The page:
The Bluetooth mechanism involves the use of block cipher algorithm for encryption and Link Key generation. Further, the encryption of packets is performed using a stream cipher and 4 linear feedback shift registers.


After authentication, a cipher key K3 is generated. The key length is 128 bits to ensure high level of security.

After the key is generated, the data payload is encrypted using the cipher stream engine E0 and takes as inputs the encryption key, BD_Addr, 128 bit random number and the 26 LSB of the master’s clock.

The input values are shifted into four linear feedback shift registers and then combined in the summation combiner FSM to produce the cipher. This generates a new cipher every time.


One well-known weakness within this mechanism lays in its pairing mechanism, which leads to an attacker guessing the PIN number thereby leading to the guessing of the Initialization, Link and Encryption keys.


Figure 5: Exchange of information during connection (here device 1 is denoted as A and device 2 as B)

An attacker can eavesdrop on the pairing session by first guessing the value for the PIN say ‘1234’. Then the attacker tries to compute the ‘Msg 3’ (when device 1 tries to authenticate itself to device 2) using this PIN. The value of n1 and AV_RAND2 are learned by the attacker from the first two messages while the value of BD_Addr1 is public. Thus, to verify whether the guess was correct or not, the attacker uses these values to compute the reply and compares the result to the third message.

The attacker can obtain the following parameters: random value n1, Bluetooth device address (BD_Addr1 & BD_Addr2), encrypted random values Kinit xor RAND1, Kinit xor RAND2, clear text values AV_RAND and SRES. This information is obtained by observing the authentication message exchange after the link key exchange. Hence the only unknown parameter in the calculation of Kinit is the PIN.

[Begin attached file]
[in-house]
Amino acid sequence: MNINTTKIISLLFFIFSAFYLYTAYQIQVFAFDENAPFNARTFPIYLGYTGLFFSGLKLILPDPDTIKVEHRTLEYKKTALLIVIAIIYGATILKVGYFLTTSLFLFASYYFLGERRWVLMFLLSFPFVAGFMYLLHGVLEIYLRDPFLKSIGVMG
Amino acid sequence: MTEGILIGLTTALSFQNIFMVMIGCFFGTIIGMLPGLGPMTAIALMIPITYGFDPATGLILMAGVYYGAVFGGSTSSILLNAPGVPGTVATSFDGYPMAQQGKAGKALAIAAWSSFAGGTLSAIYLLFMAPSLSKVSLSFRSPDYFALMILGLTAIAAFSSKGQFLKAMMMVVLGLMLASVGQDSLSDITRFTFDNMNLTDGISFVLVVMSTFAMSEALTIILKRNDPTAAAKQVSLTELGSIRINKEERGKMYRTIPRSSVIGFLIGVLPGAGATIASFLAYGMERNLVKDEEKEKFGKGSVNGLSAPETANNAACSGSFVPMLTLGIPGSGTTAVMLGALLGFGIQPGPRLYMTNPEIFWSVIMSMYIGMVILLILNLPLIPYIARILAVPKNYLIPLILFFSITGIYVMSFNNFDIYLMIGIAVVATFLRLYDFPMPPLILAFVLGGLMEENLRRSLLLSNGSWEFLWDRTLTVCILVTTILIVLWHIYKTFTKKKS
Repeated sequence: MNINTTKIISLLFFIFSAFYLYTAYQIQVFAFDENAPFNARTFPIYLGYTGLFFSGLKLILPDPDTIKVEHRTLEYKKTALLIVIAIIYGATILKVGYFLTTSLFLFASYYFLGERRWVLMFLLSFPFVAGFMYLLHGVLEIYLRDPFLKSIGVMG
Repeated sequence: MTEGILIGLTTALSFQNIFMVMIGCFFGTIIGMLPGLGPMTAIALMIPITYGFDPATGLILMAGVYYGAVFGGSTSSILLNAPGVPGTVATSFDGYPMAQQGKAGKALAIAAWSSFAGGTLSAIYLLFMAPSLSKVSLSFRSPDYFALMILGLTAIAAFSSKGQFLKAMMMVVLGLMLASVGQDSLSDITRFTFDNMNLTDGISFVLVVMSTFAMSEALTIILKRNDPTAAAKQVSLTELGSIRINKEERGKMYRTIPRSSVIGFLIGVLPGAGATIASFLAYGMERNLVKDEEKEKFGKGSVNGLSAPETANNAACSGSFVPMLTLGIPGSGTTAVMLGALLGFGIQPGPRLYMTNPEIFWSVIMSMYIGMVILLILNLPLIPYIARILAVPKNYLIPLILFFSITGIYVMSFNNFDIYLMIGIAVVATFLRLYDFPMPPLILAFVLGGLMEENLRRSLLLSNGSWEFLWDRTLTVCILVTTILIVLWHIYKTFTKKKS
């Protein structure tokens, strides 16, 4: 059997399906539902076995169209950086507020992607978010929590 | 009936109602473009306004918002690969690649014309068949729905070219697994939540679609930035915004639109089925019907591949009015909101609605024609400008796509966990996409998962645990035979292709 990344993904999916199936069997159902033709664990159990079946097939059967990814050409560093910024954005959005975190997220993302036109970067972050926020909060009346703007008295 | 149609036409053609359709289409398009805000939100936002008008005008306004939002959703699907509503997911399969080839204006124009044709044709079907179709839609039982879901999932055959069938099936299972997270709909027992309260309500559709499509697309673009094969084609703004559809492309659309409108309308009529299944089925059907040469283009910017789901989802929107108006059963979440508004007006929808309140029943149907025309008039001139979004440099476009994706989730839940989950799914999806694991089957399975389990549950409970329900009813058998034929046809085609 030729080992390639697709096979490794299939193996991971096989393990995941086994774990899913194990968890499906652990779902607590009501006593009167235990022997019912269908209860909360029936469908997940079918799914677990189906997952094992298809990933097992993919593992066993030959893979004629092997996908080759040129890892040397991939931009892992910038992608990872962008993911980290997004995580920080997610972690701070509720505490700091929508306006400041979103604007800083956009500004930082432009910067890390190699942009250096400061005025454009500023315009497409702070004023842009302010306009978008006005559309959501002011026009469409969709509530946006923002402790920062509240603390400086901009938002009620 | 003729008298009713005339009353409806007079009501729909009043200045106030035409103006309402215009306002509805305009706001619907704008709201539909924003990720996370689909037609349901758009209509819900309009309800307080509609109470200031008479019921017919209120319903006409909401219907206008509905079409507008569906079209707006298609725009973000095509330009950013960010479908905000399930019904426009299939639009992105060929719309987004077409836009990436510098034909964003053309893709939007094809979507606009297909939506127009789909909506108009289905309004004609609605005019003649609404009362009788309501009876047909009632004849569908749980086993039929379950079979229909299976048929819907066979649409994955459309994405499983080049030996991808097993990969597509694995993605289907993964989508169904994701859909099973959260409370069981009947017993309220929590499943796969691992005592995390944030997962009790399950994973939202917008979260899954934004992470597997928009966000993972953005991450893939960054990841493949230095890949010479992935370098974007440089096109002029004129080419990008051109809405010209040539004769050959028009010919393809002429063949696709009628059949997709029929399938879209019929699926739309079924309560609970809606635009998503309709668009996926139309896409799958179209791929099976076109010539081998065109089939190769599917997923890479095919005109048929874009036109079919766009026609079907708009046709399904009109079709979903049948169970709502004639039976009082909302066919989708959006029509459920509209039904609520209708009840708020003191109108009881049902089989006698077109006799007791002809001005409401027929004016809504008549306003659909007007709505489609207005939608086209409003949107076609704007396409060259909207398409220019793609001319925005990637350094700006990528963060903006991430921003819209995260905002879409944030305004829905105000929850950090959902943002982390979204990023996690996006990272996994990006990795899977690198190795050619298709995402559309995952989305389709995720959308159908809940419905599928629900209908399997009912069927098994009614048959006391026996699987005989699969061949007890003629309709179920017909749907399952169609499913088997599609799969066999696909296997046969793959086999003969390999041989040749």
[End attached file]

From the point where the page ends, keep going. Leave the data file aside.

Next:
In order to impersonate a device it is sufficient to know Kinit and the public address of the device. The big conundrum arises when the attacker knows the shared PIN value, thus both the secrecy and authentication will be violated.


According to a few authors, one way to improve the key generation process and inhibit the chances of the mechanism being cracked is the introduction of another shared secret parameter referred to as the AU_ID. It is used in the generation of the initialization key and is exchanged via the Diffie Hellman key exchange method. This could potentially increase security, as this key is not easily guessed. One big reason for that is, the key is incremented as per the number of interactions between the two devices during the present session.


The discussion presents a basic idea of what happens when two devices perform a handshake via Bluetooth. It describes the steps and the keys involved during this authentication mechanism. It finally introduces a possible solution to remedy the popular security vulnerability of PIN guessing.


Tarun Kumar, “Improving Pairing Mechanism in Bluetooth Security”, Dept. of Computer Science and Information Technology, Radha Govind Engineering College, Meerut (U.P.), India.